The Buccaneers’ vibe is still a bit confusing, unorthodox, and possibly more awkward than it was before.

Bruce Arians may no longer be the coach but he is still there. He is still at practice. He’s around. He’s looming. His title is generic, he is the senior advisor to the General Manager. His duties are not defined and his presence is obvious.

What will he do as a non-coach during what he claims would be his last year as head coach?

“Let’s me stay and do the things I want and have a large hand in it,” Arians stated last week via Rick Stroud, Tampa Bay Times.

Wait, what? It had a big hand. Arians realized that he might have said too much given the way he quickly retracted in the next breath.

Arians said, “It doesn’t look like a large hand, but it’s big to me because I’m here.” “I’m on field, I’m coaching. . . . I’m going on practice, and will see small things. Then I’ll go to [offensive Coordinator] Byron [Leftwich] to say, ‘Look at that.’

It is unclear whether the input of the former coach will be listened to or if it will be considered only as a suggestion before being ignored. Arians’ official title, senior adviser to General Manager, is even more unusual because he feels empowered to contribute. Why would he advise the coaching staff if he is the Senior Advisor to the General Manager?

What is his limit? It all depends on the extent to which the coaching staff allows it to go. Arians might eventually get the message if he suggests that they don’t adopt. Maybe G.M. will hear it. Jason Licht suggested to Jason Licht that he tell the G.M. senior advisor. Keep advising the G.M.

So, the near future remains unknown. Also, the recent past is still uncertain. Stroud was able to hear more from Arians about the thought processes that led to Arians’s shocking, late-March resignation. Arians would still be the coach even if quarterback Tom Brady didn’t end his 40-day retirement.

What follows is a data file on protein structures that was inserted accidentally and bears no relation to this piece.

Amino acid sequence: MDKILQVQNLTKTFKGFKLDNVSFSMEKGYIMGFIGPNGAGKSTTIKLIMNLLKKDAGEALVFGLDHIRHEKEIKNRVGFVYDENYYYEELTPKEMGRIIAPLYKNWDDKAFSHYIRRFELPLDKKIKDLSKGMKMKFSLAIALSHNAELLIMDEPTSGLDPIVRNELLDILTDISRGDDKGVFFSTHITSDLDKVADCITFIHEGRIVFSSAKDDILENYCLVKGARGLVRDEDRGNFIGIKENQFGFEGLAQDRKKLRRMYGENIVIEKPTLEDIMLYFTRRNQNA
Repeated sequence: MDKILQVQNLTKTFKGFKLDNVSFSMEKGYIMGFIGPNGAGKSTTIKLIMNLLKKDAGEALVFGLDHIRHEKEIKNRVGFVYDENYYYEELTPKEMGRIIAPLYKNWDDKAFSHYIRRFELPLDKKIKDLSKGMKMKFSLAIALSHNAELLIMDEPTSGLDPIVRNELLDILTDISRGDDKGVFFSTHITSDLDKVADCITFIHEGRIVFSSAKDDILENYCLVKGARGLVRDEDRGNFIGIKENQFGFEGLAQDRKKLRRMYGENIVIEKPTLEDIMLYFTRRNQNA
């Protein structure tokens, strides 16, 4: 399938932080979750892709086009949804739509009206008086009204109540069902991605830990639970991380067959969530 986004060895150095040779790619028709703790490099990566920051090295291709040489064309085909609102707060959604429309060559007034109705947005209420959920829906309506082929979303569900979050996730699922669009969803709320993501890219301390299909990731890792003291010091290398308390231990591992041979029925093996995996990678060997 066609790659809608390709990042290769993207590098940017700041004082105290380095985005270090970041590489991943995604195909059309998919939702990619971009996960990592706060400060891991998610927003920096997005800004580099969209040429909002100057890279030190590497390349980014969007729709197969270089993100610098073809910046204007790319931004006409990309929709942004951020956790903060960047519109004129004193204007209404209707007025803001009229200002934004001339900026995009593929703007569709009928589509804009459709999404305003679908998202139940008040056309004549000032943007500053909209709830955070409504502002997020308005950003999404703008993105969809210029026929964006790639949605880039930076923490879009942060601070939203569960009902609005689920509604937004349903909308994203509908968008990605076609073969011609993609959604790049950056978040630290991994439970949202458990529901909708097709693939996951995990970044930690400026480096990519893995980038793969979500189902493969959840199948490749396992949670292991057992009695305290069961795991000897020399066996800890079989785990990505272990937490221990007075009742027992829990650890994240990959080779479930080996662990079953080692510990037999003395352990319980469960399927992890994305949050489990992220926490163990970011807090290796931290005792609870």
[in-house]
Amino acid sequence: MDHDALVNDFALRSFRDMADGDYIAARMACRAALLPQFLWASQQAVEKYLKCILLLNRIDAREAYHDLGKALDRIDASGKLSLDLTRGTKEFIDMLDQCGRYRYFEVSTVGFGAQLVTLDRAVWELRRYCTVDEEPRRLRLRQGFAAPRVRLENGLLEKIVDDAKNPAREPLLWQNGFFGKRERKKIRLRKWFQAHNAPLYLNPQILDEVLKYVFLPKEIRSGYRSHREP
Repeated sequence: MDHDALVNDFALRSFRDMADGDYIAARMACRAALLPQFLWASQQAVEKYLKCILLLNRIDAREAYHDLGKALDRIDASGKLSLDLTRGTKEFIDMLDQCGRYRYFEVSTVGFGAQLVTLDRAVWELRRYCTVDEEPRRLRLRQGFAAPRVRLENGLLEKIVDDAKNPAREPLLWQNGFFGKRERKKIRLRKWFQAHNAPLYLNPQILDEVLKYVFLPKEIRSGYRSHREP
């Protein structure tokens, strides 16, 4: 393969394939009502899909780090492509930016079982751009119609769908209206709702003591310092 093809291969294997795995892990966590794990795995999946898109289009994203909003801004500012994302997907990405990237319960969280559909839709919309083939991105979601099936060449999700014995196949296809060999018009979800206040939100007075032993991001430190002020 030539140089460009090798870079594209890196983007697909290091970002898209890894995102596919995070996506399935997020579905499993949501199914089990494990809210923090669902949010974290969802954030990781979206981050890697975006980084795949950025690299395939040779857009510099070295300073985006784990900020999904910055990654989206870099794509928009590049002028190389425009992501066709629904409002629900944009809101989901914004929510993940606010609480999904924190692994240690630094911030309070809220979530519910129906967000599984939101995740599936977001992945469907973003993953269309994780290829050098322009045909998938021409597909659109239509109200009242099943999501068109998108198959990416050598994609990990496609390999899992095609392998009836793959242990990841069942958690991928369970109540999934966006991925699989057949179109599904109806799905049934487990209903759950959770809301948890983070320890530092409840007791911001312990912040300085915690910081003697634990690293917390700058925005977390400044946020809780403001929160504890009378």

Arians stated that he was not going to follow Brady’s lead and said, “I was going in the opposite direction.” “I was thinking that he wasn’t going to play. “I was wondering who we were going to get. Is there anyone who wants to trade? There was no one to draft. It was obvious. To the public, that was obvious. Blaine has won with a great team. If Tom hadn’t returned, I would probably still be coaching. That would have been a terrible situation for Todd.

In a few words, Arians spoke volumes. Arians believes in Blaine Gabbert but Arians claims he wouldn’t have offered Todd Bowles the “that situation” of Gabbert as his quarterback. Arians also ignores the fact that the Buccaneers would have found another veteran, regardless of whether it was Baker Mayfield, Jimmy Garoppolo, Deshaun Watson, or anyone else.

It is possible that Arians was asked to step aside in the context of the talks that brought Brady back. Arians was expected to stay put until he left the league meetings prior to the NFC head coaches breakfast. Then, he abruptly was out via a carefully-engineered press release. This resulted in coexclusives for Sam Farmer, Peter King, and an official press release.

Take a look at this telling line from Stroud’s story about Arians’s departure: “His son Jake spent several weeks coordinating and timing the announcement.”

It was a slow, methodical process that was sparked by Brady’s unretirement. Brady returned the following night. Someone told me that Arians was going to be next, but not because Arians would choose to do so. It was difficult to pin it down. Perhaps because Arians and the Buccaneers were so meticulous in crafting and selling a story that Arians willingly walked on the plank.

He’s actually still on the plank. He’s still shouting at the men steering the ship, making suggestions. They will they listen? They will act as if they don’t understand him. Or will they finally take the sword out of its scabbard, and cut off the plank at the base?